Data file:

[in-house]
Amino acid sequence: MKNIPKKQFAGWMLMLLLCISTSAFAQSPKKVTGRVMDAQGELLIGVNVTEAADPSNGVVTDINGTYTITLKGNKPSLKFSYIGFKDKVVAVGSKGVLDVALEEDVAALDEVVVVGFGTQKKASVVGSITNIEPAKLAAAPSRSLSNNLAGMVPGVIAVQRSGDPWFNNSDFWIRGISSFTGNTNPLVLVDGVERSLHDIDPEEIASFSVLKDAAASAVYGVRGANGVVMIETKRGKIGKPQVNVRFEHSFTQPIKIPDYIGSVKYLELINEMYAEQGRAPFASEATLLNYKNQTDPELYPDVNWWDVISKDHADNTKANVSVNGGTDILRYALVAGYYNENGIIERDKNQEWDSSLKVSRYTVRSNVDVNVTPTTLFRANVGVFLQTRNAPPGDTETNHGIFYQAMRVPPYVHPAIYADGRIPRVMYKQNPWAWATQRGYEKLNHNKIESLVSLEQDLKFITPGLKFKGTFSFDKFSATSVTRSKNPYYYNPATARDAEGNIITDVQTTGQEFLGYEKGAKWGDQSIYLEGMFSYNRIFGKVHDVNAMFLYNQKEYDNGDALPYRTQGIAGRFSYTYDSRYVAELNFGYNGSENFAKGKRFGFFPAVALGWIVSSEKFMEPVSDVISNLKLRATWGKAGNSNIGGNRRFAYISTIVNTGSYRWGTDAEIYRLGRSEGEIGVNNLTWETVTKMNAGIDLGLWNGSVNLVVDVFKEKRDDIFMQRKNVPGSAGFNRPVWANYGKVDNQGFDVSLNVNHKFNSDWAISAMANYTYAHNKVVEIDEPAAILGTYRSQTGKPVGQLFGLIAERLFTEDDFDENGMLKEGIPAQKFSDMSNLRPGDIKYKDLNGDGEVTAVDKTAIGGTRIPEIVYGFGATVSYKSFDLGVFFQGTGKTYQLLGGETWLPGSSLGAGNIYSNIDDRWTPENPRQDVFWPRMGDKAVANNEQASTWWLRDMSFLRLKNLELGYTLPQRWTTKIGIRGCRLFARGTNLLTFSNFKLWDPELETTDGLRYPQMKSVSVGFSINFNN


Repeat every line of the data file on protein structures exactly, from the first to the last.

[in-house]
Amino acid sequence: MKNIPKKQFAGWMLMLLLCISTSAFAQSPKKVTGRVMDAQGELLIGVNVTEAADPSNGVVTDINGTYTITLKGNKPSLKFSYIGFKDKVVAVGSKGVLDVALEEDVAALDEVVVVGFGTQKKASVVGSITNIEPAKLAAAPSRSLSNNLAGMVPGVIAVQRSGDPWFNNSDFWIRGISSFTGNTNPLVLVDGVERSLHDIDPEEIASFSVLKDAAASAVYGVRGANGVVMIETKRGKIGKPQVNVRFEHSFTQPIKIPDYIGSVKYLELINEMYAEQGRAPFASEATLLNYKNQTDPELYPDVNWWDVISKDHADNTKANVSVNGGTDILRYALVAGYYNENGIIERDKNQEWDSSLKVSRYTVRSNVDVNVTPTTLFRANVGVFLQTRNAPPGDTETNHGIFYQAMRVPPYVHPAIYADGRIPRVMYKQNPWAWATQRGYEKLNHNKIESLVSLEQDLKFITPGLKFKGTFSFDKFSATSVTRSKNPYYYNPATARDAEGNIITDVQTTGQEFLGYEKGAKWGDQSIYLEGMFSYNRIFGKVHDVNAMFLYNQKEYDNGDALPYRTQGIAGRFSYTYDSRYVAELNFGYNGSENFAKGKRFGFFPAVALGWIVSSEKFMEPVSDVISNLKLRATWGKAGNSNIGGNRRFAYISTIVNTGSYRWGTDAEIYRLGRSEGEIGVNNLTWETVTKMNAGIDLGLWNGSVNLVVDVFKEKRDDIFMQRKNVPGSAGFNRPVWANYGKVDNQGFDVSLNVNHKFNSDWAISAMANYTYAHNKVVEIDEPAAILGTYRSQTGKPVGQLFGLIAERLFTEDDFDENGMLKEGIPAQKFSDMSNLRPGDIKYKDLNGDGEVTAVDKTAIGGTRIPEIVYGFGATVSYKSFDLGVFFQGTGKTYQLLGGETWLPGSSLGAGNIYSNIDDRWTPENPRQDVFWPRMGDKAVANNEQASTWWLRDMSFLRLKNLELGYTLPQRWTTKIGIRGCRLFARGTNLLTFSNFKLWDPELETTDGLRYPQMKSVSVGFSINFNN